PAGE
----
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How to Answer “Tell Me About Yourself” [Tips & Examples]

This question is usually the first one asked. It’s also the easiest way for your interview to go off course fast.
tell me about yourself
tell me about yourself

Tell me about yourself.

You’ll hear these four fairly unassuming words at the beginning of almost any job interview.

While this question is intended to be an icebreaker and help you ease into the interview, many candidates have a completely opposite reaction — freeze and get tongue-tied. Or, they get carried away and start nervously rambling and oversharing.

This guide will help you find the right balance.

What you’ll learn:

  • A proven formula for answering “tell me about yourself” + additional tips you can implement immediately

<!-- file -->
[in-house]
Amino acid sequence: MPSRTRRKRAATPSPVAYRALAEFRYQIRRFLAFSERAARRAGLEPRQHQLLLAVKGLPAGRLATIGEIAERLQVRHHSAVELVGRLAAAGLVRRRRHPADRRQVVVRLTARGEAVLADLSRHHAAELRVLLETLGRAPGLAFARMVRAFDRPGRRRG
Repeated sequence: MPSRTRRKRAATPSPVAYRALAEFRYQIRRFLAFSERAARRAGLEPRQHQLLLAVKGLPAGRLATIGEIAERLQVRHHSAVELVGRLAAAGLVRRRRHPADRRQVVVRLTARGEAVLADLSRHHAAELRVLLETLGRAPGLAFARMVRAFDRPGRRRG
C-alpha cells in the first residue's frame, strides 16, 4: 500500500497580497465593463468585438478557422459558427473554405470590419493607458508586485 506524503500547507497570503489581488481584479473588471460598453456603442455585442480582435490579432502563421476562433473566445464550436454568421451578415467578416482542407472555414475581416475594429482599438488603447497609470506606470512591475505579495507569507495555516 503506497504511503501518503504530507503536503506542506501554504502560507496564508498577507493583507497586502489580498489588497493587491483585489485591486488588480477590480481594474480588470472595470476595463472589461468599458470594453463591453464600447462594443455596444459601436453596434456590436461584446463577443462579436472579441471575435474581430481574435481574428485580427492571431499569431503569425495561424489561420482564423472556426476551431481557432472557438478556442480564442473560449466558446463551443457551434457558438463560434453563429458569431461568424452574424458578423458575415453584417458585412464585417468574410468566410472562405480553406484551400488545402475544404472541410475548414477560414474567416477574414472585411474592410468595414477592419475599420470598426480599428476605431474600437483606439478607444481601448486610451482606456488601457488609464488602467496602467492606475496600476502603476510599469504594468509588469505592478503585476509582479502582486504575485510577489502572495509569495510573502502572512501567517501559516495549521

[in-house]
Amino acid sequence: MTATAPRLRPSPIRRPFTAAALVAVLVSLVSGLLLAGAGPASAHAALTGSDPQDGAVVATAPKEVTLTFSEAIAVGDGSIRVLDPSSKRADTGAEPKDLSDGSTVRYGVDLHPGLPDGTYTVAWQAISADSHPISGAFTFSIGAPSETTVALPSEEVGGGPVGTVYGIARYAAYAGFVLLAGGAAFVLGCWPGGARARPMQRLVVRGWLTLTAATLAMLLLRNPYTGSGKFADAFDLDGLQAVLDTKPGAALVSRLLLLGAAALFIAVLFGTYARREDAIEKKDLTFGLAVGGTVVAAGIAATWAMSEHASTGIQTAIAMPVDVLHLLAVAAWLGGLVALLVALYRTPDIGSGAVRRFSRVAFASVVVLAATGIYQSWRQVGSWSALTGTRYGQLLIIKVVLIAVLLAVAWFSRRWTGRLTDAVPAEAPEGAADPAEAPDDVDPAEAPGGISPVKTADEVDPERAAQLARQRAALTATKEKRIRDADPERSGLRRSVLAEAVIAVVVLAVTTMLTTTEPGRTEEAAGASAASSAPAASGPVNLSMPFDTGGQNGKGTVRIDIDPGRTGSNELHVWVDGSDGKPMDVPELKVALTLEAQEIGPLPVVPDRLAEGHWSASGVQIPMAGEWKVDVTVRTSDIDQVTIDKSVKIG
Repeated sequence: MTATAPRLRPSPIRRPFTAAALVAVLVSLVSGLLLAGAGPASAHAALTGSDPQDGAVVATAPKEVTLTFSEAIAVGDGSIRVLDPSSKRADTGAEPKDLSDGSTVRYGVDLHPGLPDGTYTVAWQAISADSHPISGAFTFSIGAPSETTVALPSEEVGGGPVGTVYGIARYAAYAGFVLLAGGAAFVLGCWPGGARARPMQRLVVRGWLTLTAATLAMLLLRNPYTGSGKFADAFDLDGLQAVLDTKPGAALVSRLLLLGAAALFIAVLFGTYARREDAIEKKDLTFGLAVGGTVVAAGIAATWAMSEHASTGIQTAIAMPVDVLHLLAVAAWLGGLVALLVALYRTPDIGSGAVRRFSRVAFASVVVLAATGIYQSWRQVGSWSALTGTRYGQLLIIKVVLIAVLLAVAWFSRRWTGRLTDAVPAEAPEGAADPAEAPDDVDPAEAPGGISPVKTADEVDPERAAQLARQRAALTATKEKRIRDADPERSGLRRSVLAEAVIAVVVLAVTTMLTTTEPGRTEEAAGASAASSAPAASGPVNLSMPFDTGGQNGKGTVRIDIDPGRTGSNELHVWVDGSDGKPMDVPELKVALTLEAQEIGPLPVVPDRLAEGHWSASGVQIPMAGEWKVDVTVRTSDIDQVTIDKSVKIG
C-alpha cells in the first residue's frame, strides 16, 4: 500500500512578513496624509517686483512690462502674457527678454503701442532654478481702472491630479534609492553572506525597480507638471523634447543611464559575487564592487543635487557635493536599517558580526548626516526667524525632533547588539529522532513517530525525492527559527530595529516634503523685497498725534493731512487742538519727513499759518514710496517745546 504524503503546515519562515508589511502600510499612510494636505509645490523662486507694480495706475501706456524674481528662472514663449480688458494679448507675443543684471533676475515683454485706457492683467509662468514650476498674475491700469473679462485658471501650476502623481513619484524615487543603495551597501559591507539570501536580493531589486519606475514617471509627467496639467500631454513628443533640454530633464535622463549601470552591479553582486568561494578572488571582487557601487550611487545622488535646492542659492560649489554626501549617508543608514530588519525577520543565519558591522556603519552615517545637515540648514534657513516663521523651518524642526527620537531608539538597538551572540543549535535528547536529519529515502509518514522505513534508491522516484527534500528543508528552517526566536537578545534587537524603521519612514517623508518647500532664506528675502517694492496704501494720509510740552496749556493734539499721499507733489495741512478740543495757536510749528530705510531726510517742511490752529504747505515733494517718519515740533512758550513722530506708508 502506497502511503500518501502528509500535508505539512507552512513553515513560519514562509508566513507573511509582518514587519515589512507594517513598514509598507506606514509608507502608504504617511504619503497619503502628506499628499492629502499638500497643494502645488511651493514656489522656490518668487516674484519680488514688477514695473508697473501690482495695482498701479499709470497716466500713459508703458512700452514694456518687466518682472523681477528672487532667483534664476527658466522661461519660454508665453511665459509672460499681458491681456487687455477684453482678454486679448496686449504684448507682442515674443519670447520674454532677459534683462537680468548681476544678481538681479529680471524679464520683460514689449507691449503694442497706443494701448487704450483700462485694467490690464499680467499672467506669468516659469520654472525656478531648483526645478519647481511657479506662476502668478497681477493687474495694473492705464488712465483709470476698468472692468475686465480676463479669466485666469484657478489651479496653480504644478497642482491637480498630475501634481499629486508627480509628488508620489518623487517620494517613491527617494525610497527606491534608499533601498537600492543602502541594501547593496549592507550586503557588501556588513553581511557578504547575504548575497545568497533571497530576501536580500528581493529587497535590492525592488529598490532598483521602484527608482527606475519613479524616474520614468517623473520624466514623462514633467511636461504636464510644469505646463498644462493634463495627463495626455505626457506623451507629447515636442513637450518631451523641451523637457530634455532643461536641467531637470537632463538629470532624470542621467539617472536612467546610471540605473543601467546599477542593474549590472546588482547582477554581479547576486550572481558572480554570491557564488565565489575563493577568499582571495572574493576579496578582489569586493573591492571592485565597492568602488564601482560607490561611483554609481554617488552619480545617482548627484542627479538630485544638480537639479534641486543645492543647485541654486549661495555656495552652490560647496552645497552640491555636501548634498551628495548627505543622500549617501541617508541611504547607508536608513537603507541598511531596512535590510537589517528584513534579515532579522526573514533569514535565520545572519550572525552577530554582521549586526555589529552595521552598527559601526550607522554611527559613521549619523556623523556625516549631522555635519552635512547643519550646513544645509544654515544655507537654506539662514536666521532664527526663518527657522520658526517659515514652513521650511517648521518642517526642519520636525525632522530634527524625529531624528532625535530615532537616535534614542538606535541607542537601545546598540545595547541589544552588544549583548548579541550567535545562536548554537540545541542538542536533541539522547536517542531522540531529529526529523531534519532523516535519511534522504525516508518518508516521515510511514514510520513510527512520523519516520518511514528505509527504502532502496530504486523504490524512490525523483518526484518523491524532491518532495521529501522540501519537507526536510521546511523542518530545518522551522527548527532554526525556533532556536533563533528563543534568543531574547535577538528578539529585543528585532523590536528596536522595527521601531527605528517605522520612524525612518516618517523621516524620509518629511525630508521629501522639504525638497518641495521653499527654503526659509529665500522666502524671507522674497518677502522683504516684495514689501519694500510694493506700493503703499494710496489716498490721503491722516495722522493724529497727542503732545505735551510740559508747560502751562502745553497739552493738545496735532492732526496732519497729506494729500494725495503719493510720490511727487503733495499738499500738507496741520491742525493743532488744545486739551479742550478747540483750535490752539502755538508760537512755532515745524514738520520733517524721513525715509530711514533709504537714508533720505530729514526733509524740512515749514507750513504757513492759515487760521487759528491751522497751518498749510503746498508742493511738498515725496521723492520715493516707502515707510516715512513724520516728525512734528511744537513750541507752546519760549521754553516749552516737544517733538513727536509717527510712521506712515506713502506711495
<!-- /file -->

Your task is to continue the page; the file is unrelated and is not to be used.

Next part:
• Why interviewers ask this question (and what it means for you)
  • “Tell me about yourself” example answers for various interview situations and jobs

Why Do Interviewers Ask You to Tell Them About Yourself?

Before we delve into the tips and tricks for delivering a perfect answer, let’s see the motivation behind the “tell me about yourself” question. 

It’s a common conversation starter

You shouldn’t have too much trouble talking about your background and interests. 

That’s why interviewers think it’s a good idea to take some pressure off by initiating an informal conversation. They also need some warming up before moving on to more complex technical, performance-based, and behavioral interview questions

It’s a clever way to check how you handle open-ended questions

No matter what position you’re applying for, good communication is an essential skill. 

And open-ended questions are the best way to see if you can express yourself clearly and effectively. 

It’s a litmus test of whether you’re a good fit

Interviewers are trained to perform personality profiling.